Brilliant post! fascinating stats and really well analysed. For someone always on the verge of coming back to Kenya to open something up it is illuminating and refreshing to really see the truth about what is happening in the tourist industry.

    1. thekenyancamper Post author

      I hope you soon get off the verge and soon dive in 🙂 One of the problems we have in the industry is too much of a cookie-cutter approach. There is still so much space in the market for someone with the right tourism product.

  2. Sam

    Great analysis. Thank you. Two questions: (1) Why do you exclude the USA from your list of major foreign source markets? (2) What proportion of domestic tourism is concentrated around Easter, Christmas, etc.?

    1. thekenyancamper Post author

      Thanks Sam. I did not ‘exclude’ USA as one of the major source markets, for comparative purposes I just took the 3 highest, it was not meant as a slight to this market. The info you need as regards the domestic tourism was not represented in this particular batch of stats.

    1. thekenyancamper Post author

      Mukuhi, asante sana that is always much appreciated. And you’re right there is so much in this country that does not get the exposure it deserves, that is what I try to do. Hopefully I’m succeeding!

  3. Nick Haslam

    Nice piece Kenyan Camper. Stats tell all. I had no idea I was eating a banana so waywardly. What about stats on the growth/decline of low, mid and high-end places, the use of those places by Kenyans vs. foreigners, and the size/type of establishment (corporate vs. resort vs. boutique vs. campsite)?

    1. thekenyancamper Post author

      Don’t worry Nick, the banana thing had me stumped for years as well. I don’t believe anyone is collecting/collating the stats you mention in that amount of detail as yet, I wish this data was available as well.

  4. Richard Trillo

    Really useful and illuminating analysis. Thank you! There are some worrying figures for conservation in the parks and reserves numbers. No way surely could Samburu National Reserve’s 2015 visitors amount to little more than 20 visitors per day?! I suspect they’re a lot more than that, but these show only the entry fees officially collected. Compare with the KWS managed Meru National Park which has far fewer lodges and is more off the circuit than Samburu.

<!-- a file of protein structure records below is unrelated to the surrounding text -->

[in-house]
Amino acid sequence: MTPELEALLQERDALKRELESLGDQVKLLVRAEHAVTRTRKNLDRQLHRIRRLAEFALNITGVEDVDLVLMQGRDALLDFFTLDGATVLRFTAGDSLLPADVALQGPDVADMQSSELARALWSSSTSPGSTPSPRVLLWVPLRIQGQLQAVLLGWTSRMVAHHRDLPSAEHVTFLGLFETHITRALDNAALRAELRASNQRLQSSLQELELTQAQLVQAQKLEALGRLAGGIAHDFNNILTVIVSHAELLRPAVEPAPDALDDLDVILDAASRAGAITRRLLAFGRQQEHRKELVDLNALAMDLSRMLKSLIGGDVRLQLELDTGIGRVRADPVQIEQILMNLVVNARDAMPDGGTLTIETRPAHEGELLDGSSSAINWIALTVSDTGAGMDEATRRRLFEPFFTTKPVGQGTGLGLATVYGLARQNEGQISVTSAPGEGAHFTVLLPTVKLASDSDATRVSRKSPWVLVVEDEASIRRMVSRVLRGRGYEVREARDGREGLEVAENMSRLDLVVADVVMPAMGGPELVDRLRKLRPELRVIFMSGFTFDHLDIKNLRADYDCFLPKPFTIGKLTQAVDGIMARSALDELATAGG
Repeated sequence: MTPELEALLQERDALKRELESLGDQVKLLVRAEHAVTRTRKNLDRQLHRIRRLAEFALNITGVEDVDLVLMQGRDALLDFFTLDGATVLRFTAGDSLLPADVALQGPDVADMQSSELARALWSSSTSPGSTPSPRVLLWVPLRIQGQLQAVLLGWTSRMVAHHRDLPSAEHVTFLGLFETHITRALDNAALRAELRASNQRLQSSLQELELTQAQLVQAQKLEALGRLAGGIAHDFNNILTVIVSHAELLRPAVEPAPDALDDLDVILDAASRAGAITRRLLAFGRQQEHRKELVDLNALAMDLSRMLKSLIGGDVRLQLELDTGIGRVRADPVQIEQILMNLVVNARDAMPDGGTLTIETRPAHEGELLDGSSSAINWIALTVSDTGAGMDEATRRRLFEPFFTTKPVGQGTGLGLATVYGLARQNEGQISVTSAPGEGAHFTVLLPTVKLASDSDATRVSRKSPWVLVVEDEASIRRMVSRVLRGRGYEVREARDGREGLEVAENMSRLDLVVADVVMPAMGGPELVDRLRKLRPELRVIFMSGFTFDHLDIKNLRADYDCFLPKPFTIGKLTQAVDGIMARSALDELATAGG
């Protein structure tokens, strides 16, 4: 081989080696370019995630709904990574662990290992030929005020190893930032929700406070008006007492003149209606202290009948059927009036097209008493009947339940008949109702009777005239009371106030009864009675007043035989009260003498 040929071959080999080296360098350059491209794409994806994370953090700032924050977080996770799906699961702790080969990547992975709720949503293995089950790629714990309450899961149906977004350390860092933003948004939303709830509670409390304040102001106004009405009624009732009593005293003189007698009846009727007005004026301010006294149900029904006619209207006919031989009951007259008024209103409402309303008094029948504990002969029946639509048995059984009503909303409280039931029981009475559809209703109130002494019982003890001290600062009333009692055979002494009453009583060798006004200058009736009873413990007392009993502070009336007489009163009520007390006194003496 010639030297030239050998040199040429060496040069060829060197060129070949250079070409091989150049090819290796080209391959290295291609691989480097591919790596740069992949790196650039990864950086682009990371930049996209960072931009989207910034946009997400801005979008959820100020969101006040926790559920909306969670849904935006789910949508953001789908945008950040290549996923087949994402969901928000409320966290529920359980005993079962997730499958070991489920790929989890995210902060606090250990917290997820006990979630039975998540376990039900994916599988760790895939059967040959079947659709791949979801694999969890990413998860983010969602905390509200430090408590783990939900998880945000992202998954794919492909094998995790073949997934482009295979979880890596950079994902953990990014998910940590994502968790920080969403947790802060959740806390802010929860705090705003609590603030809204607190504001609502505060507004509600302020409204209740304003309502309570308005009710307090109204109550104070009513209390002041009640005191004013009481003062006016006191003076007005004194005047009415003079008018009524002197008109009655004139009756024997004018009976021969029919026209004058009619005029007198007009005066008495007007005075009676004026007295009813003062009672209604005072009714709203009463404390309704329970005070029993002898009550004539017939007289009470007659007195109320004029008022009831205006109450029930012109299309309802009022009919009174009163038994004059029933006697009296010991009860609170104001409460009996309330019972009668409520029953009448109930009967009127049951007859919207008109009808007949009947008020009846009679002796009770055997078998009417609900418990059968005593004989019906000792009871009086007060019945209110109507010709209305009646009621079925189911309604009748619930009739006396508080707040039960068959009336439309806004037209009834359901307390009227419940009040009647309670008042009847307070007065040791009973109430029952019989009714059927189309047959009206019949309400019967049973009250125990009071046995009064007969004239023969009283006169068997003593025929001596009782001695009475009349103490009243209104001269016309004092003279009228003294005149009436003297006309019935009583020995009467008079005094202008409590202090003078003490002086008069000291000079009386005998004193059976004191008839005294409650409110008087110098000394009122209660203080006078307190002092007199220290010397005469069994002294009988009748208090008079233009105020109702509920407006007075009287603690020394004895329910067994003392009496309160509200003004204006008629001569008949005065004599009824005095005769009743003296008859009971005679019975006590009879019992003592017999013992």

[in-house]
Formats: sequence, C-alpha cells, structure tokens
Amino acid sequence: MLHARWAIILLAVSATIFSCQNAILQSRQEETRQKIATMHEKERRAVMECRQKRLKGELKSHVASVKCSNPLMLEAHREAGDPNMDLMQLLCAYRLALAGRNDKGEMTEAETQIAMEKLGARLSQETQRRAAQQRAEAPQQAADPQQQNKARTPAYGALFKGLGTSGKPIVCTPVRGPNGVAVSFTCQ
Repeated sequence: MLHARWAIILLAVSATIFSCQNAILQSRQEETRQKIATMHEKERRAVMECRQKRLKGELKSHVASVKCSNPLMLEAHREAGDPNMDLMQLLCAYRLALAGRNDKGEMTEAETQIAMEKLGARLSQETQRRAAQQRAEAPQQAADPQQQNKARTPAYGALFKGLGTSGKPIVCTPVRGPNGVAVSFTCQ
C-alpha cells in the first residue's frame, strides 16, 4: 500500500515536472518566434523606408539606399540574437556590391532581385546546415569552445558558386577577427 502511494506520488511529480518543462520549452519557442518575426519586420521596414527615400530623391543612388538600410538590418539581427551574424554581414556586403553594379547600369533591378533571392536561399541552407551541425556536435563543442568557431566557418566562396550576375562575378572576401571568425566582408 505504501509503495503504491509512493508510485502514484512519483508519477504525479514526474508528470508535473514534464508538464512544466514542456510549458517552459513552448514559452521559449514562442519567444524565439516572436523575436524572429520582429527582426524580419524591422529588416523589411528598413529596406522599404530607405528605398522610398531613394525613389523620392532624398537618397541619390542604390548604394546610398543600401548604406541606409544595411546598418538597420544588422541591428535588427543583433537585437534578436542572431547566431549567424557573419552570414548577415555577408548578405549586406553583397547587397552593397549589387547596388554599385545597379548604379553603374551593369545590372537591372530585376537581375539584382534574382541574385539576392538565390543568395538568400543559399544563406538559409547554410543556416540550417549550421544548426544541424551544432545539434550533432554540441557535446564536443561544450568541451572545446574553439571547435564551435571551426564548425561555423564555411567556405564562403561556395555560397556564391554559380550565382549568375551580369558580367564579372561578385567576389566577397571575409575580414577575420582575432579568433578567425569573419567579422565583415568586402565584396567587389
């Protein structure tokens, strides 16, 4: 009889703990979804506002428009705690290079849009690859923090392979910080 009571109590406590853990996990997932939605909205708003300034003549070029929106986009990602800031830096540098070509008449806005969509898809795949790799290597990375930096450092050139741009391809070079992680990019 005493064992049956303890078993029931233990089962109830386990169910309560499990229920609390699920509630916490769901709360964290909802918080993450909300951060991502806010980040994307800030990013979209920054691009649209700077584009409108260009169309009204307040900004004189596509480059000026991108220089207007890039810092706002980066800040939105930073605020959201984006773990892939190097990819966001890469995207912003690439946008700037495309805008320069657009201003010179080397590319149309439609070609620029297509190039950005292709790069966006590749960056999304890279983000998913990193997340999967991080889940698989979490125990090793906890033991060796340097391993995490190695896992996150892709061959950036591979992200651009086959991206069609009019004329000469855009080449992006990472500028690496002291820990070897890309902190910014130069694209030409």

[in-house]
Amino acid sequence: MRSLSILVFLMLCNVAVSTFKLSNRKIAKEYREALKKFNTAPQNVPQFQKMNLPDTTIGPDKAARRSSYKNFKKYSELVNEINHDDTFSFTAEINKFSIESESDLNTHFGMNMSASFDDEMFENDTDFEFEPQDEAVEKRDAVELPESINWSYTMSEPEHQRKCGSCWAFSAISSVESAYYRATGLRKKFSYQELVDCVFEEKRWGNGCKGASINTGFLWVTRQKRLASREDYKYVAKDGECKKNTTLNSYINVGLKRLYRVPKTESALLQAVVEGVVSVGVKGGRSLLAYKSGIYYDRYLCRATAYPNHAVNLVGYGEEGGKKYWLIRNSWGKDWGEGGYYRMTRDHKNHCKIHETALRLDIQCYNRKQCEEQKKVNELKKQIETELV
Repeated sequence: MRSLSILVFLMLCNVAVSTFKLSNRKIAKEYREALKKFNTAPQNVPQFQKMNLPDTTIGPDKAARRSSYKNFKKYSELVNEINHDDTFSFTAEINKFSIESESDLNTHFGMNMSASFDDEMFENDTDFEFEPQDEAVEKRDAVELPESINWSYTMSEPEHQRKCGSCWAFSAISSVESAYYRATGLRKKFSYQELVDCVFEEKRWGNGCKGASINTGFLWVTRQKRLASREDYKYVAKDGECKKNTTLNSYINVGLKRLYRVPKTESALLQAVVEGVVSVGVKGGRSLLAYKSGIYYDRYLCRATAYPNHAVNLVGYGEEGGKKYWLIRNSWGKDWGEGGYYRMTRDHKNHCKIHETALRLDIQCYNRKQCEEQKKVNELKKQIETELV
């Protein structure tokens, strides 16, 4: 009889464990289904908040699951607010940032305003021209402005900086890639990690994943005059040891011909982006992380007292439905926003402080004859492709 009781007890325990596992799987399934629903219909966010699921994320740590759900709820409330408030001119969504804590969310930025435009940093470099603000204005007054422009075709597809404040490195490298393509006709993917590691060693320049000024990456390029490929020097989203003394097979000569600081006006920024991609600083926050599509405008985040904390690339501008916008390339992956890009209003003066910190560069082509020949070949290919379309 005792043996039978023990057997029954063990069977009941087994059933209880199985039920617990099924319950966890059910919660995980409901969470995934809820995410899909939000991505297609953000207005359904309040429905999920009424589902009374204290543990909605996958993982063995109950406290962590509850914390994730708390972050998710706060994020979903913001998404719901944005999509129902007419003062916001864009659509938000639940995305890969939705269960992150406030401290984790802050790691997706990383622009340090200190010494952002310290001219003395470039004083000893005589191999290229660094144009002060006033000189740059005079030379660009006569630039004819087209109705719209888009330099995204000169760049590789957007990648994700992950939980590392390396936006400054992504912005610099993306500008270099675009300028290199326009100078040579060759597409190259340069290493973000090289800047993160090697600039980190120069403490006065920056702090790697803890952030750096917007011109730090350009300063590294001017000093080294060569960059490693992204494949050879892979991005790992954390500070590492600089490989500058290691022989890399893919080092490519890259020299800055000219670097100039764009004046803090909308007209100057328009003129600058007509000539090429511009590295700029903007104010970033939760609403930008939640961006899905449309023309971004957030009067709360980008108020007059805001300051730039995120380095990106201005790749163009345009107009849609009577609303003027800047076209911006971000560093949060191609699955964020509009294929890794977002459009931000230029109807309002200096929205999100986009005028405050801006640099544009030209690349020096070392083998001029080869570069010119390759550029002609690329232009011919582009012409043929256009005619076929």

1. thekenyancamper Post author

      Hi Richard, glad you appreciated the article. I agree, the figures presented might not really be totally accurate. Look at the figures for the Impala sanctuary, 2nd most visited annually compared to some of the rest? Hmmm. The larger worry would be that these figures are what are used for strategic planning and management so if they’re off then we might not be using our resources in the most equitable manner. However if the figures are true then what we see on the ground might be worse than originally thought.

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  6. Britt

    Great post!! We are doing an assignment on the tourism situation in Kenya, before we are actually traveling there 🙂 Do you have some links with where you got the numbers for table 13.7, 13.9 and 13.10? It would be much appreciated!

    Kind regards
    The danish students 🙂

  7. Waigwe

    This is a fantastic analysis of the Tourism industry performance. I love your take on regional marketing as opposed to individual efforts by the tourism business community. I think at county level we have failed to capture this vision with the exception of a few counties like Machakos. Hopefully we will wake up from our slumber and start some serious product development and civil education on the importance of participating in domestic tourism. With that said am visiting a museum soon!

    1. thekenyancamper Post author

      Hi Waigwe, asante sana and I’m glad you liked it. Yes contes like Machakos, Lamu, Turkana and Kisumu seem to have gotten off on the right foot but there is a lot that remains to be done. There is still a lack of capacity when it comes to tourism marketing and navigating the social media space.

    1. thekenyancamper Post author

      This is the same problem in many other counties all over the country – there is a big problem when it comes to marketing of tourism sites. On another note I hope to visit Bungoma one day.